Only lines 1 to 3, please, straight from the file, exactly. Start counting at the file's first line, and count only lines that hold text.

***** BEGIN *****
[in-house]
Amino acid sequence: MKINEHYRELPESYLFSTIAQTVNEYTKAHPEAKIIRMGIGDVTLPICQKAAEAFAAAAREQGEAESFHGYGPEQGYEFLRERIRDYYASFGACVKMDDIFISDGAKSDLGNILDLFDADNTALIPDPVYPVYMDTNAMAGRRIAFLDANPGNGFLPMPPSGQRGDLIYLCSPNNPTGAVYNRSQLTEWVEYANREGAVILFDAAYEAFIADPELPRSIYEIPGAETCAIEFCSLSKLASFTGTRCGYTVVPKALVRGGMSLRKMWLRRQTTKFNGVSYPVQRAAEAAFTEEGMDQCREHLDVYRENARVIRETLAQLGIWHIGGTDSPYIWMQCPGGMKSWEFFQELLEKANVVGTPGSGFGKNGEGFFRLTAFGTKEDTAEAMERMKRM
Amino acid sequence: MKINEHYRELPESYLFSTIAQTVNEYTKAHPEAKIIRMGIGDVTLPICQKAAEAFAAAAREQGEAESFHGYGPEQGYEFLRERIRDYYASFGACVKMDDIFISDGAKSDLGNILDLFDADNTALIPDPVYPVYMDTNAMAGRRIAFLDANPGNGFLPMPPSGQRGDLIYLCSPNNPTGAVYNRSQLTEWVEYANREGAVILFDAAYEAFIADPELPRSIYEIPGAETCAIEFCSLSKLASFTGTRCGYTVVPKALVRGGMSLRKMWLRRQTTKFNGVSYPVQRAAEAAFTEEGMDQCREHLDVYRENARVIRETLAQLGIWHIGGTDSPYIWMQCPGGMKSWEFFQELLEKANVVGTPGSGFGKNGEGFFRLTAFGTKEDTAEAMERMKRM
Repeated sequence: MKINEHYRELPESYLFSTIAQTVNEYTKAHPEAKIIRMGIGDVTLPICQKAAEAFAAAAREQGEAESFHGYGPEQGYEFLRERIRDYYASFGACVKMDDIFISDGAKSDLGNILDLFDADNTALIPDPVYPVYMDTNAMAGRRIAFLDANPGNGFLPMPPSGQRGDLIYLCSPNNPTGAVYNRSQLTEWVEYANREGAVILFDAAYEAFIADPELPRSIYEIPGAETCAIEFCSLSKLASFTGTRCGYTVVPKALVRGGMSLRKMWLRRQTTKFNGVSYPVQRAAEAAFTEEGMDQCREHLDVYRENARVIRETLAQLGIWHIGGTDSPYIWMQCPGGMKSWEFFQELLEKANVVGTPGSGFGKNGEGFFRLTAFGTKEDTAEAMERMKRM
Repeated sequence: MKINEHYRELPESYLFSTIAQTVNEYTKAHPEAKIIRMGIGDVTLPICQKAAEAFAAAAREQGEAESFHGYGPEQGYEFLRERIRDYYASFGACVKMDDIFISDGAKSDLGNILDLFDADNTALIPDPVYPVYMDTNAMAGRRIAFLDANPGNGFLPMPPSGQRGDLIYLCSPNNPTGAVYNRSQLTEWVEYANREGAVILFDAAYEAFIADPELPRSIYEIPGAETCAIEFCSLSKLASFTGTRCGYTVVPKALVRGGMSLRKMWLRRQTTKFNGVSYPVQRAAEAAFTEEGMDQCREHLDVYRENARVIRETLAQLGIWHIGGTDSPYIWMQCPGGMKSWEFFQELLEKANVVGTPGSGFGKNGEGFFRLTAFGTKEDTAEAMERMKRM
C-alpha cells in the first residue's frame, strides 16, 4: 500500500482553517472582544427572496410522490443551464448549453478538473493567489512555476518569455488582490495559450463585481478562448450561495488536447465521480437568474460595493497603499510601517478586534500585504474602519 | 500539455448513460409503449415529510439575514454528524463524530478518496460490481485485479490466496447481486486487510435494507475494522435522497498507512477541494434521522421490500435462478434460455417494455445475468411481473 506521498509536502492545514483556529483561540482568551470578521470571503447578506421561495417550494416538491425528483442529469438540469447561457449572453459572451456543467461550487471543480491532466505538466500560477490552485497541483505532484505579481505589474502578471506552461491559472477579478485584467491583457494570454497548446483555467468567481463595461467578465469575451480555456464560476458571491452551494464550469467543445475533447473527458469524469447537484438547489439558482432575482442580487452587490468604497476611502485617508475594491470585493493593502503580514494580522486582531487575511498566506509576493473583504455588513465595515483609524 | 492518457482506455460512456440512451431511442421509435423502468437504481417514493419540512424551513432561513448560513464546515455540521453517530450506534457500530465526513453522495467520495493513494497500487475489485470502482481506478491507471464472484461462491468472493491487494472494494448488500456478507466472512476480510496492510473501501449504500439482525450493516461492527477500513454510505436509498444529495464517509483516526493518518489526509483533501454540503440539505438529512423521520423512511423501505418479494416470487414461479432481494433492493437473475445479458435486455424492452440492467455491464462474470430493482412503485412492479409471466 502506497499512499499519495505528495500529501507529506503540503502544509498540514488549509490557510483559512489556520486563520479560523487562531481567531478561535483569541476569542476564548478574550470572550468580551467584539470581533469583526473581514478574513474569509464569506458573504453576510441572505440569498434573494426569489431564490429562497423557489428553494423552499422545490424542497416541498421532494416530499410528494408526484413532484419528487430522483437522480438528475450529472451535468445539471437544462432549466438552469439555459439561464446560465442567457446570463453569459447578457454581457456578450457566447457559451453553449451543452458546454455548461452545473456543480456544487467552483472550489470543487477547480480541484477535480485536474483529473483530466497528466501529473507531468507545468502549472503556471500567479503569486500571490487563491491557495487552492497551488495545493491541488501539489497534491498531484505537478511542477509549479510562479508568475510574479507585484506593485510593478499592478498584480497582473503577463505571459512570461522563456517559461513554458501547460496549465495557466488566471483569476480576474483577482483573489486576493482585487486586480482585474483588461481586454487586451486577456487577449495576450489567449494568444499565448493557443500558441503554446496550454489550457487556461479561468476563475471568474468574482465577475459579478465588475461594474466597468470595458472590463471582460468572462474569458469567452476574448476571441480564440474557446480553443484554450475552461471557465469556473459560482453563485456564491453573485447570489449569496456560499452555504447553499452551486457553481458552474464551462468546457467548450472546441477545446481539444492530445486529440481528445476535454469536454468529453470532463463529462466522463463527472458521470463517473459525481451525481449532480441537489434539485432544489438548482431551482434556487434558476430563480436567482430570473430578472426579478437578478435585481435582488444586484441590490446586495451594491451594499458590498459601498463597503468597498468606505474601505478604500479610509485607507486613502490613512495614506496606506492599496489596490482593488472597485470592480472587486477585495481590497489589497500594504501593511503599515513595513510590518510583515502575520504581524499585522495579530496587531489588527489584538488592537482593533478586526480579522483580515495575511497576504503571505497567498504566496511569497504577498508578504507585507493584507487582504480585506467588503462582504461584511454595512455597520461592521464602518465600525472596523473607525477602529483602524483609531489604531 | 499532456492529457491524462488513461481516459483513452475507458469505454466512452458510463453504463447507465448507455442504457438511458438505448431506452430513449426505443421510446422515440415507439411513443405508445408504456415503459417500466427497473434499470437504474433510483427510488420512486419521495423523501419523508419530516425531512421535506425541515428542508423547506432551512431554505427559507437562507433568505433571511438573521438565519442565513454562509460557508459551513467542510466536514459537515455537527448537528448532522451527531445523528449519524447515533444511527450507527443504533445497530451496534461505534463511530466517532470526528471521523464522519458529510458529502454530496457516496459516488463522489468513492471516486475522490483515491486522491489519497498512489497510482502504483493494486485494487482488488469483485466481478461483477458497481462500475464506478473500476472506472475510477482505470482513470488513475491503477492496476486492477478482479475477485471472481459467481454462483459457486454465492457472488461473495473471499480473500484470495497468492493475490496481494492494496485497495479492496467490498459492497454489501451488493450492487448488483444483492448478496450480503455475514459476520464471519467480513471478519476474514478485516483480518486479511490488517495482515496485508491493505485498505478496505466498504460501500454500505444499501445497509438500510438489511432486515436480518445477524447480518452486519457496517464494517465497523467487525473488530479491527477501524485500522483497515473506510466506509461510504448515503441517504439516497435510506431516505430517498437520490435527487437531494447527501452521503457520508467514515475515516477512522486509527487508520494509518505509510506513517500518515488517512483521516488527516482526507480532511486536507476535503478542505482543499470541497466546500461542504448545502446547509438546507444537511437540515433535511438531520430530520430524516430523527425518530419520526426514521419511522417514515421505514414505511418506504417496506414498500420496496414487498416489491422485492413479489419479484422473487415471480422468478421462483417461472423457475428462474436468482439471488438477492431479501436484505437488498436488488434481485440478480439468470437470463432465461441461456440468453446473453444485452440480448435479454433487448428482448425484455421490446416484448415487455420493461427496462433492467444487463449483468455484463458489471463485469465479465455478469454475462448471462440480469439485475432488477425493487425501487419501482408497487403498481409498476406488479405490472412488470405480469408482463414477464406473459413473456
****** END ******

[in-house]
Amino acid sequence: MKINEHYRELPESYLFSTIAQTVNEYTKAHPEAKIIRMGIGDVTLPICQKAAEAFAAAAREQGEAESFHGYGPEQGYEFLRERIRDYYASFGACVKMDDIFISDGAKSDLGNILDLFDADNTALIPDPVYPVYMDTNAMAGRRIAFLDANPGNGFLPMPPSGQRGDLIYLCSPNNPTGAVYNRSQLTEWVEYANREGAVILFDAAYEAFIADPELPRSIYEIPGAETCAIEFCSLSKLASFTGTRCGYTVVPKALVRGGMSLRKMWLRRQTTKFNGVSYPVQRAAEAAFTEEGMDQCREHLDVYRENARVIRETLAQLGIWHIGGTDSPYIWMQCPGGMKSWEFFQELLEKANVVGTPGSGFGKNGEGFFRLTAFGTKEDTAEAMERMKRM
Amino acid sequence: MKINEHYRELPESYLFSTIAQTVNEYTKAHPEAKIIRMGIGDVTLPICQKAAEAFAAAAREQGEAESFHGYGPEQGYEFLRERIRDYYASFGACVKMDDIFISDGAKSDLGNILDLFDADNTALIPDPVYPVYMDTNAMAGRRIAFLDANPGNGFLPMPPSGQRGDLIYLCSPNNPTGAVYNRSQLTEWVEYANREGAVILFDAAYEAFIADPELPRSIYEIPGAETCAIEFCSLSKLASFTGTRCGYTVVPKALVRGGMSLRKMWLRRQTTKFNGVSYPVQRAAEAAFTEEGMDQCREHLDVYRENARVIRETLAQLGIWHIGGTDSPYIWMQCPGGMKSWEFFQELLEKANVVGTPGSGFGKNGEGFFRLTAFGTKEDTAEAMERMKRM